This section is from the book "The Gardener's Monthly And Horticulturist V24", by Thomas Meehan. See also: Four-Season Harvest: Organic Vegetables from Your Home Garden All Year Long.
By Asa Gray. Professor Asa Gray, though he must have no very distant views of a " threescore and ten," still continues to work as hard as ever, for which the great world he lives but to benefit by his knowledge, will be very grateful. This essay, contribued to the American Academy of Arts and Sciences, is one of great value. It is entitled studies of Aster and Solidago in the older Herbaria. The "year in Europe" which so many take for relaxation, was chiefly spent by Dr Gray in examining material for the continuation of his synopsis of the Flora of North America. In the course of his studies he found very much which threw light on these two very difficult North American Genera, and this information is the chief topic in this " contribution." Then there are descriptions of new plants of Arizona and adjacent districts, of interest to horticulturists; may be a new horse-chestnut, AEsculus Parryi, allied to A. Californicus; a new blackberry, between Rubus pedatus and R. chamae-morus, called R. lasiococcus, although these species have not, so far, entered in any way into garden culture; a new Ribes of the black currant section, R. viburnifolia; several new Pent-stemons and a large number of composite plants. There are eighty-eight new species in all.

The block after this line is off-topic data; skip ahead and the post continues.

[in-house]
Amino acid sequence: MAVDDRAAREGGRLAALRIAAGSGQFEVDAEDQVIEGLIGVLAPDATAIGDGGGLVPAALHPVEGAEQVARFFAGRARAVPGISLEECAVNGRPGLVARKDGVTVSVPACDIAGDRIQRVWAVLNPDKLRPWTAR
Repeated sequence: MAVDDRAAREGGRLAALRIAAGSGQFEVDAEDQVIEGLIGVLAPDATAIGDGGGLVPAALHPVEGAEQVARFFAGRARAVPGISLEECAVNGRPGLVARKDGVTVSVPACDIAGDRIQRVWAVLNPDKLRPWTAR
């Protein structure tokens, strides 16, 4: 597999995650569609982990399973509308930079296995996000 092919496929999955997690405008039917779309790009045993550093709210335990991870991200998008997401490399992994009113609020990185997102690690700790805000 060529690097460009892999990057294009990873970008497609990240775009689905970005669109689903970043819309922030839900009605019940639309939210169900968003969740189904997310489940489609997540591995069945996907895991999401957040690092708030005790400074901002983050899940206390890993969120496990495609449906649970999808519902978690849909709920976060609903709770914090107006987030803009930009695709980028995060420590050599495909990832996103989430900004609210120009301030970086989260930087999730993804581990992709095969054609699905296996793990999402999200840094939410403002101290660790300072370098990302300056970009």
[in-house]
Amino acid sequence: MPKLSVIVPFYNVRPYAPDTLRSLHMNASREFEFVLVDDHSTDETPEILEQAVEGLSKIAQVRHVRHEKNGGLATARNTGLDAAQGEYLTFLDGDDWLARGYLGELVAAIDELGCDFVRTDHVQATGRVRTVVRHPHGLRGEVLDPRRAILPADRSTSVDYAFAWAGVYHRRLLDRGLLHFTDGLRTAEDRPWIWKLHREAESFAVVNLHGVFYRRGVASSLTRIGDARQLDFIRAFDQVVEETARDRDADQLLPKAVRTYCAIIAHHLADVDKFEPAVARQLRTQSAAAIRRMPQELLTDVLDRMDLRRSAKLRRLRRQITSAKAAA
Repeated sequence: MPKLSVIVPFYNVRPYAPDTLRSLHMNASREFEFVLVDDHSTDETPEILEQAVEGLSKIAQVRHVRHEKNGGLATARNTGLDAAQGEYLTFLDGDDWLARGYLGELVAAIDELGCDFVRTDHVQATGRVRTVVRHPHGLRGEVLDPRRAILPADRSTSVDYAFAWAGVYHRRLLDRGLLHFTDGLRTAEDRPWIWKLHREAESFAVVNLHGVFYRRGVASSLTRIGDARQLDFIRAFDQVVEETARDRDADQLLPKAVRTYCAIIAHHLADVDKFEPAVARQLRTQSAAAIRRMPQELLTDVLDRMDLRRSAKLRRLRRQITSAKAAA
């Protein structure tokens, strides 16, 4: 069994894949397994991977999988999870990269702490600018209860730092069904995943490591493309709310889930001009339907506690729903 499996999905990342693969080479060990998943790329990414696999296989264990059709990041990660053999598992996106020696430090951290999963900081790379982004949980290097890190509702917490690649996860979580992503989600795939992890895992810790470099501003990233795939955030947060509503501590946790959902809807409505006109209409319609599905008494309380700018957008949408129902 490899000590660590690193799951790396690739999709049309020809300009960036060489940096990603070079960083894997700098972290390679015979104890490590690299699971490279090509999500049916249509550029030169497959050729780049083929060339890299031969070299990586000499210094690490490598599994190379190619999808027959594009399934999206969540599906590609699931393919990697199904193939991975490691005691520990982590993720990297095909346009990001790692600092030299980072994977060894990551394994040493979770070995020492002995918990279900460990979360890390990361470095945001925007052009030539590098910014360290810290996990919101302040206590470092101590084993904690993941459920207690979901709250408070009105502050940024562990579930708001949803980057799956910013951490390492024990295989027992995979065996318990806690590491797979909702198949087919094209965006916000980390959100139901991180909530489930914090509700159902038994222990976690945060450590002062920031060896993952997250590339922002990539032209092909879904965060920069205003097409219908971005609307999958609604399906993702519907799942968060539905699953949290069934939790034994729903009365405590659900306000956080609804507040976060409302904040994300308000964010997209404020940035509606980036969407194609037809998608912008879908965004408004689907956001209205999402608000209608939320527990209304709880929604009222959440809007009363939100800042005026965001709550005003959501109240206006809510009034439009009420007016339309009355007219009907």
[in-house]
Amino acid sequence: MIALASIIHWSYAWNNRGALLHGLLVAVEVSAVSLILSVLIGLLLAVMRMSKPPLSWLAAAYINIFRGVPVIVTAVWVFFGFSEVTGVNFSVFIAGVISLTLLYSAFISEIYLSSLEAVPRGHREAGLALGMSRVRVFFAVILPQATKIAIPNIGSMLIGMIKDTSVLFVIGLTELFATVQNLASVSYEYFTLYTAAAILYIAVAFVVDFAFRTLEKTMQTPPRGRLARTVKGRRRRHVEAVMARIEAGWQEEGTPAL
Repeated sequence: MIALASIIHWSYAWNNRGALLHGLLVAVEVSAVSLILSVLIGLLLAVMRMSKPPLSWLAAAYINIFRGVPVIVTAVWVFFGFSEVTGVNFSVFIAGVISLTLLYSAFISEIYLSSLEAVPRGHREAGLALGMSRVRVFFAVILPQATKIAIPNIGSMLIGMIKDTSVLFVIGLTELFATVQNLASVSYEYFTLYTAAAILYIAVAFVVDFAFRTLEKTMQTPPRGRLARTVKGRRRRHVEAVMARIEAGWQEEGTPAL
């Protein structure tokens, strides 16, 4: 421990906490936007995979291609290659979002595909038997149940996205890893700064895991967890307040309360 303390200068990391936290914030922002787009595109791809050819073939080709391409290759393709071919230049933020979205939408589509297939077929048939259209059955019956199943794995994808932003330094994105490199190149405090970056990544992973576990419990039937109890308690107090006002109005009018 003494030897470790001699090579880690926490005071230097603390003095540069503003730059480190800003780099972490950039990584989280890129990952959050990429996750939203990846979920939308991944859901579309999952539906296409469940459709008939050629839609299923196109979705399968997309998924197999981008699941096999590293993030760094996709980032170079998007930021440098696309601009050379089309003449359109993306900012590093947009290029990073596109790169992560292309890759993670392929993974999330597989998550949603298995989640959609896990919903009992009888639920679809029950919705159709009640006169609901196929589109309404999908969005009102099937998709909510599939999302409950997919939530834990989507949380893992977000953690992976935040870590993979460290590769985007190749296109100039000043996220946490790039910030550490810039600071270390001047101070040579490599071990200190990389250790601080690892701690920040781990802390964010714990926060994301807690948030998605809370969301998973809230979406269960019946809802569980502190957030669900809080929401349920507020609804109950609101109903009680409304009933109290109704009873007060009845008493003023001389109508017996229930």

When we remember that it takes an immense amount of research before we can be sure an unknown plant is new, we may have some idea of the great labors of Dr. Gray on this large number.
The number also shows that this great country has by no means been all explored when such a great number of novelties can be found in two or three years of botanical rambles. Many engaged in this work have not been forgotten by Dr. Gray, and we find among the new plant names, some in honor of such well known collectors; as Pringle, Gattinger of Nashville, Rothrock, Lemmon, Vasey, Mohr of Mobile, Wright, Muir, Palmer, Shockley, Lemmon, Parry and the Parishes. Dr. G. pays a well-deserved compliment to these energetic brothers, and gives an entirely new genus to Mrs. Lemmon, under the name of Plummera floribunda, "under the name which she until recently bore, the partner of her husband in the severe labors and privations of Arizona exploration, and in the honor of this and of many other interesting discoveries." It is a composite, and the affinity may be with actinella.